For years, suppliers delivered parts directly to Pratt’s two factories, where materials handlers unpacked the parts and distributed them to production teams. Earl Exum, vice president of global materials and logistics, says Pratt had “a couple hundred” logistics specialists. Some handlers were 20- or 30-year veterans who could “look at a part and know exactly what it is,” he adds….
Most of the UPS employees had no experience in the field, and assembly kits arrived at factories with damaged or missing parts. Pratt and UPS bosses struggled to get the companies’ computers in sync, including warehouse-management software outsourced by UPS to another firm, according to Pratt..
The result was $500 million in lost sales in a quarter. Pratt & Whitney tried putting a positive spin on the tale, that all the bugs were worked out by the next quarter. But how long will it take Pratt & Whitney to recover all the deal costs plus the lost profits?
There’s even more risk when the company using contractor doesn’t have much leverage over them. As a Wall Street Journal reader, Scott Riney, said in comments:
Well managed companies make decisions based on sound data and analysis. Badly managed companies follow the trends because they’re the trends. A caveat regarding outsourcing is that, as always, you get what you pay for. Also, the vendor relationship needs to be competently managed. There was the time a certain, now bankrupt technology company outsourced production of PBX components to a manufacturer who produced components with duplicate MAC addresses. The contract manufacturer’s expertise obviously didn’t extend to knowing jack about hardware addressing, and the management of the vendor relationship was incompetent. And what do you do, in a situation like that, if your firm isn’t big enough that your phone calls get the vendor’s undivided attention? Or if you’re on different continents, and nothing can get done quickly?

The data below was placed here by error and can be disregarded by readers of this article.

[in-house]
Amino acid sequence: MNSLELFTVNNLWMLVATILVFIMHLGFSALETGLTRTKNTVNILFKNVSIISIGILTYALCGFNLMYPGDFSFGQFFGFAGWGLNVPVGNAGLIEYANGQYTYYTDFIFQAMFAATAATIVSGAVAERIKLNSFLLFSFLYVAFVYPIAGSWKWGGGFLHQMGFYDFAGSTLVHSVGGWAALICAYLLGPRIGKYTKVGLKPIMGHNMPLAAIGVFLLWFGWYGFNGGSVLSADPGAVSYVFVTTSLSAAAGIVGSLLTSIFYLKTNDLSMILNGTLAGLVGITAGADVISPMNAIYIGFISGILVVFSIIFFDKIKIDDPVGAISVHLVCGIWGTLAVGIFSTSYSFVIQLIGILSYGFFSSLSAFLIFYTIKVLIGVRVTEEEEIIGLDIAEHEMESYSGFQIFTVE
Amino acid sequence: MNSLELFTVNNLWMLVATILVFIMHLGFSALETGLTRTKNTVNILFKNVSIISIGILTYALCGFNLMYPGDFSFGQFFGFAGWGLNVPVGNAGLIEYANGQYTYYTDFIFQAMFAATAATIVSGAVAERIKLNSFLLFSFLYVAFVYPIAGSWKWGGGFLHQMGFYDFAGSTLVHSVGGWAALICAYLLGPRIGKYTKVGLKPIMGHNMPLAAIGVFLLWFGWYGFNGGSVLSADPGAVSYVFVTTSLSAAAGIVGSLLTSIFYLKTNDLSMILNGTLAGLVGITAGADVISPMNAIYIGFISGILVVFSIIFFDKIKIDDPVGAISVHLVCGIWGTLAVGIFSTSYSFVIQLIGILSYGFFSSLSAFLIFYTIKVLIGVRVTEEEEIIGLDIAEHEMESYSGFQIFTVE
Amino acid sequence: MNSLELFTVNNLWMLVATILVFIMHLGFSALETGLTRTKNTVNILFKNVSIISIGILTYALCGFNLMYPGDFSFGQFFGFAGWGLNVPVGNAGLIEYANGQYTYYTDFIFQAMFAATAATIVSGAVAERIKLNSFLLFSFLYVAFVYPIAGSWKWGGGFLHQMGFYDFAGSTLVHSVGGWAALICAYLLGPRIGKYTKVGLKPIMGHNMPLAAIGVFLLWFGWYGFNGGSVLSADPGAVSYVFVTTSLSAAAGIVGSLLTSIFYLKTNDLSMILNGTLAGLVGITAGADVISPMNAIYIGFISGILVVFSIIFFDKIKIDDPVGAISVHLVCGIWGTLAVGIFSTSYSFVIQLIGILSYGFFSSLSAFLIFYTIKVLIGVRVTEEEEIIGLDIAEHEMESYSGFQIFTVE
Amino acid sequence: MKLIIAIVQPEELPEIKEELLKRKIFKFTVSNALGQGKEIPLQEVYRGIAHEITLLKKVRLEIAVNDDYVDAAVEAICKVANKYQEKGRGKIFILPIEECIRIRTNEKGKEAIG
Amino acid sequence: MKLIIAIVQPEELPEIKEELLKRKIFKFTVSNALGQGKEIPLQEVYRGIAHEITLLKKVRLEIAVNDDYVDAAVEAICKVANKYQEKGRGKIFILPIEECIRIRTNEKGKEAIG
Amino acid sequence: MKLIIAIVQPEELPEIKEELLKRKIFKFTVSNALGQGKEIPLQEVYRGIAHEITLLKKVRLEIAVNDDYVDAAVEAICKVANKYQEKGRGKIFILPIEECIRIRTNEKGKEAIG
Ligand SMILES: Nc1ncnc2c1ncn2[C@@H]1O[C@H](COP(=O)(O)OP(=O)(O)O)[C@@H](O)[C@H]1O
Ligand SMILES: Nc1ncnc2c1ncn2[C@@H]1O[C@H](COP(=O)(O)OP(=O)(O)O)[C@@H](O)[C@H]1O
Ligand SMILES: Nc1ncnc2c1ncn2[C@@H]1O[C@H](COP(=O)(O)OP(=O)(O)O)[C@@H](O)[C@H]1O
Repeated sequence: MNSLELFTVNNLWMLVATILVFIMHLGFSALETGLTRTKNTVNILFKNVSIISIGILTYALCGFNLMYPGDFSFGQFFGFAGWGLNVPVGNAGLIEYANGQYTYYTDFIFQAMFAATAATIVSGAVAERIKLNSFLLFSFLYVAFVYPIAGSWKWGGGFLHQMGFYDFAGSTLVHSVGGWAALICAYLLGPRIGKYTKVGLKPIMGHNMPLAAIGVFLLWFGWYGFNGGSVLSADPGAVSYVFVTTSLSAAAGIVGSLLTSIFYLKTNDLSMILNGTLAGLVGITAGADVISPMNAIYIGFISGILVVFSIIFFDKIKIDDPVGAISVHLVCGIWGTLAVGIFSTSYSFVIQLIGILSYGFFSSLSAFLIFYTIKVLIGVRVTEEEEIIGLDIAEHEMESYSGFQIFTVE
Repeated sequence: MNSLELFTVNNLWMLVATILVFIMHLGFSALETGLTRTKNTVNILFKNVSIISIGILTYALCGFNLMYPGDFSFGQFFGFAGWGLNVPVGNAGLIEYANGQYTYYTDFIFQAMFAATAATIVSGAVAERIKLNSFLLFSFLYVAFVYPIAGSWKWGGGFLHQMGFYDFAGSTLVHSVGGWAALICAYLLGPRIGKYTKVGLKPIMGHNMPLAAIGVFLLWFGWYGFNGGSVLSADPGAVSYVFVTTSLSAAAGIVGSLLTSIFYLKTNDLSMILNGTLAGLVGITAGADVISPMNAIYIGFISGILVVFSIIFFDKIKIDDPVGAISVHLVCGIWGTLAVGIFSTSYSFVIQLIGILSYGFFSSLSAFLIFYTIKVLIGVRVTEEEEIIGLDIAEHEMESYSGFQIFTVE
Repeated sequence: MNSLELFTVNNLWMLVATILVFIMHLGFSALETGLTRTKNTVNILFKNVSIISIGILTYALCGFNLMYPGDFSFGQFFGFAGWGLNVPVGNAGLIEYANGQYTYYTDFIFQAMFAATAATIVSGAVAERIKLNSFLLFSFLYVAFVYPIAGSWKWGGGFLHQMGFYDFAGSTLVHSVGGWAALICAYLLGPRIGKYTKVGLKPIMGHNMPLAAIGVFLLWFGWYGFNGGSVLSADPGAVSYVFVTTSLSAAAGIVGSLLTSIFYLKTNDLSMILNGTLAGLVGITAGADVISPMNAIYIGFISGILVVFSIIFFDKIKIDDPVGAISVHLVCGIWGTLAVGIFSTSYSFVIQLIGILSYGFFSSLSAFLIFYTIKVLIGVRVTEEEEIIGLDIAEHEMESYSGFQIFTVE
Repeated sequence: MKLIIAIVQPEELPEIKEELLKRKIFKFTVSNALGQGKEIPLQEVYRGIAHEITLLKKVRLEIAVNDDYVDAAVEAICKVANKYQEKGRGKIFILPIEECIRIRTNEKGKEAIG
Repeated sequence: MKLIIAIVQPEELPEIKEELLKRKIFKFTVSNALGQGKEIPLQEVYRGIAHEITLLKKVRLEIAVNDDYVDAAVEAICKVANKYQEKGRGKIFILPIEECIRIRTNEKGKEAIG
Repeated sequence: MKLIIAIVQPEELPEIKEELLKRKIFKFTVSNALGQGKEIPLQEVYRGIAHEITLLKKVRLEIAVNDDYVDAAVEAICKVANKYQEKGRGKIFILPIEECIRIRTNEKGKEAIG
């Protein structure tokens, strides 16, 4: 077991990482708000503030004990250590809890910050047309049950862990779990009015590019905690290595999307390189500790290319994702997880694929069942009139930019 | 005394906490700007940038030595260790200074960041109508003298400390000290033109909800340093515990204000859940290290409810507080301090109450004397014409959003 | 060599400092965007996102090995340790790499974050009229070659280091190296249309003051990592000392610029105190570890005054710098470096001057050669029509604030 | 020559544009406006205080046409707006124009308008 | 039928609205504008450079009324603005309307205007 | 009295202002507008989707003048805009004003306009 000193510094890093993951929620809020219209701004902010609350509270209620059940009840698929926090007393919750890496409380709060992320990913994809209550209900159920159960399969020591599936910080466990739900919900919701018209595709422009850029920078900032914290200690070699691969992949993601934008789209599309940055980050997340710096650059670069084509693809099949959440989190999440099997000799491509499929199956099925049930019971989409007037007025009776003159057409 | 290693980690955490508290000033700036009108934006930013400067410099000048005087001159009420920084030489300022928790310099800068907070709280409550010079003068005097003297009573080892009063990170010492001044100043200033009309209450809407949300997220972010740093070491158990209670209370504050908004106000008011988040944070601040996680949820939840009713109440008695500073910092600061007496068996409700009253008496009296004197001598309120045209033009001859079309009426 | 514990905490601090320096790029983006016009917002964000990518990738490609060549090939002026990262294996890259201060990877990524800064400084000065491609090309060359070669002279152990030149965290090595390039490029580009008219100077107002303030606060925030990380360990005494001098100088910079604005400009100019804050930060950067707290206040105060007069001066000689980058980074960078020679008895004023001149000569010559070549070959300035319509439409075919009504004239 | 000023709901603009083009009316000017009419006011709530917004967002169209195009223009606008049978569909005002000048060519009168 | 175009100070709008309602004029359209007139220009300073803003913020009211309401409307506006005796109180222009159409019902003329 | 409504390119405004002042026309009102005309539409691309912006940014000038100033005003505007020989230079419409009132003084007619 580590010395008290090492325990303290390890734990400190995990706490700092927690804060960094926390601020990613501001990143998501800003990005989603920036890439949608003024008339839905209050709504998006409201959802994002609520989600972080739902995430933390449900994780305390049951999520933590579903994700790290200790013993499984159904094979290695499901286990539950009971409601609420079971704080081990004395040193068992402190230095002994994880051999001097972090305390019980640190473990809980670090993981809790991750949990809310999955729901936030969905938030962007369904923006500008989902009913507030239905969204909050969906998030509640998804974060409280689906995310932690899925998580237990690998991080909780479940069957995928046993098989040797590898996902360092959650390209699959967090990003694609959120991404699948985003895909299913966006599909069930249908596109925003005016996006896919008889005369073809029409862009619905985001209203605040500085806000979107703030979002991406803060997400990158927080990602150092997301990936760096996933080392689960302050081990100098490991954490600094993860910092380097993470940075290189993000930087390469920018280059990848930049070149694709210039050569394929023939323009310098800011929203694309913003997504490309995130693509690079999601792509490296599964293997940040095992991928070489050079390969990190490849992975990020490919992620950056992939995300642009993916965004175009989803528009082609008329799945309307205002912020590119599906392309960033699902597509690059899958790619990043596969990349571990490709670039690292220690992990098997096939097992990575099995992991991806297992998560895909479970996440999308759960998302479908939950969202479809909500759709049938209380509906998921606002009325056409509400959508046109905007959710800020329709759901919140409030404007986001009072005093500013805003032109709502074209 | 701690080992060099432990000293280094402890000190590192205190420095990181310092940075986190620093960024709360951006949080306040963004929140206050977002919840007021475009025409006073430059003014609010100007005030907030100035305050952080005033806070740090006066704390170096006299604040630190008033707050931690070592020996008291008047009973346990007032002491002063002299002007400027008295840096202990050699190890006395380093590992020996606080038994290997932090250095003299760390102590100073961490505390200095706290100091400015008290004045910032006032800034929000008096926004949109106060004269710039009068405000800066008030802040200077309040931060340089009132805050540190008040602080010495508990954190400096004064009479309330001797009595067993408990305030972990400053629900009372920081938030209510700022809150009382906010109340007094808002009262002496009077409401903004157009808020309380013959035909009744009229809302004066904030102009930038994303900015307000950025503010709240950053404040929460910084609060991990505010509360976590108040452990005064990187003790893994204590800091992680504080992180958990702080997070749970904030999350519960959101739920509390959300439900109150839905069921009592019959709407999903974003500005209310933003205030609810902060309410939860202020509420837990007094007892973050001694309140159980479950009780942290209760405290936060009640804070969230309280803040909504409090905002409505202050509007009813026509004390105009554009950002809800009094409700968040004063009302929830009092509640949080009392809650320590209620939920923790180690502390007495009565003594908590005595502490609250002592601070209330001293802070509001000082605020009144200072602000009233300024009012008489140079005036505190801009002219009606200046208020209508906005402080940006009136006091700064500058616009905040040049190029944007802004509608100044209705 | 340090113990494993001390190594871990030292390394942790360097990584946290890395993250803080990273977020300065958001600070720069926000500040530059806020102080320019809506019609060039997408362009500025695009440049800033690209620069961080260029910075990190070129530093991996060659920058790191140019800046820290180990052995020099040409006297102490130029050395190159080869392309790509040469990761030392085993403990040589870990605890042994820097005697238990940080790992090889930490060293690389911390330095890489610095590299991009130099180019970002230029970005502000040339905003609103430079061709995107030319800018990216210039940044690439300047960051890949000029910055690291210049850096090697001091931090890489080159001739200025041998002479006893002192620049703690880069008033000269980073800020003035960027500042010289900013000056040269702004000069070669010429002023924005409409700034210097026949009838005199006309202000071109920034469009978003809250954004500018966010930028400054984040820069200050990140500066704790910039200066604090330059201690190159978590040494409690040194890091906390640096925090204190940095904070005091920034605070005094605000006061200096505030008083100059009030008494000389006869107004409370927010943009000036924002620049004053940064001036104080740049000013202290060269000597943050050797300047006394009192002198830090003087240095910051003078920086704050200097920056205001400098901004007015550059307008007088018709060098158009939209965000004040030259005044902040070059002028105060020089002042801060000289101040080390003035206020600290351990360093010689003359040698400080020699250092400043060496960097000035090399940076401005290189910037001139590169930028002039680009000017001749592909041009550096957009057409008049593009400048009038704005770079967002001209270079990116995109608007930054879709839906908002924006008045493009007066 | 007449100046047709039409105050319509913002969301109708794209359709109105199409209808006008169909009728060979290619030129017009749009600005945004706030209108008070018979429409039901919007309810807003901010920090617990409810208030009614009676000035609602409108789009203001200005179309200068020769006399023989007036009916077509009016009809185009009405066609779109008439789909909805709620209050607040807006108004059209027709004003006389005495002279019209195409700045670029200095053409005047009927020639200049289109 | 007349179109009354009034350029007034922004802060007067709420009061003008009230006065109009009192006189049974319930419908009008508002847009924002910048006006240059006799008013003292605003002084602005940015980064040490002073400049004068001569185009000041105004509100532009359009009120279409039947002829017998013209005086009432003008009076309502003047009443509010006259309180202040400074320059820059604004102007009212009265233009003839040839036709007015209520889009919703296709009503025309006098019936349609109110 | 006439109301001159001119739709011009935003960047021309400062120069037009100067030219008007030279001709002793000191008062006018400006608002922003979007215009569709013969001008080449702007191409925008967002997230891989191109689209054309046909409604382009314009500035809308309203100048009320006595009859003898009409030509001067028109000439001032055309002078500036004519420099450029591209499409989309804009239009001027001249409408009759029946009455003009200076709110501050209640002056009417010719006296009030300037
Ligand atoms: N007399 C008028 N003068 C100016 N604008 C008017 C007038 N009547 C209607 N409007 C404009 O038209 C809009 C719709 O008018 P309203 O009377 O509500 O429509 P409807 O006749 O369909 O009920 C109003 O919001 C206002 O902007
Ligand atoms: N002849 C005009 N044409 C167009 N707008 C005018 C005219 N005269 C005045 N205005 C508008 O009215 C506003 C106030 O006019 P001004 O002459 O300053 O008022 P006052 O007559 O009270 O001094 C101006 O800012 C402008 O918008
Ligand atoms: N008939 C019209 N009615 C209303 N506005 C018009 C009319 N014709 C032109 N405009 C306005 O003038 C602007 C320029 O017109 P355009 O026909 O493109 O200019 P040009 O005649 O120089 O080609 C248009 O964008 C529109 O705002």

We’ve discussed other outsourcing bombs in past posts, such as when British Airways lost “tens of millions of dollars” when its contractor, Gate Gourmet, fired employees. Baggage handlers and ground crew struck in sympathy, shutting down Heathrow for 24 hours. Like many outsourced operations, Gate Gourmet had once been part of British Airways. And passengers blamed the airline, not the wprkers.
Now admittedly, there are low-risk, low complexity activities that are being outsourced more, such as medical transcription, where 25% of all medical transcriptionists now work for agencies, up by 1/3 since 2009. The article attributes the change to more hospitals and large practices sending the work outside. But even at its 2009 level, the use of agencies was well established. And you can see that it is the sort of service that smaller doctor’s offices would already be hiring on a temp basis, whether through an agency or not, because they would not have enough activity to support having a full-time employee. The story also describes how SAP has all its receptionists as contractors, apparently because someone looked at receptionist pay and concluded some managers were paying too much. So low level clerical jobs are more and more subject to this fad. But managing your own receptionists is hardly going to make a company less flexible.
Contracting, like other gig economy jobs, increase insecurity and lower growth. I hate to belabor the obvious, but people who don’t have a steady paycheck are less likely to make major financial commitments, like getting married and setting up a new household, having kids, or even buying consumer durables. However, one industry likely makes out handsomely: Big Pharma, which no doubt winds up selling more brain-chemistry-altering products for the resulting situationally-induced anxiety and/or depression. The short-sightedness of this development on a societal level is breath-taking, yet overwhelmingly pundits celebrate it and political leaders stay mum.
With this sort of rot in our collective foundation, the rise of Trump and other “populist” candidates should not come as a surprise.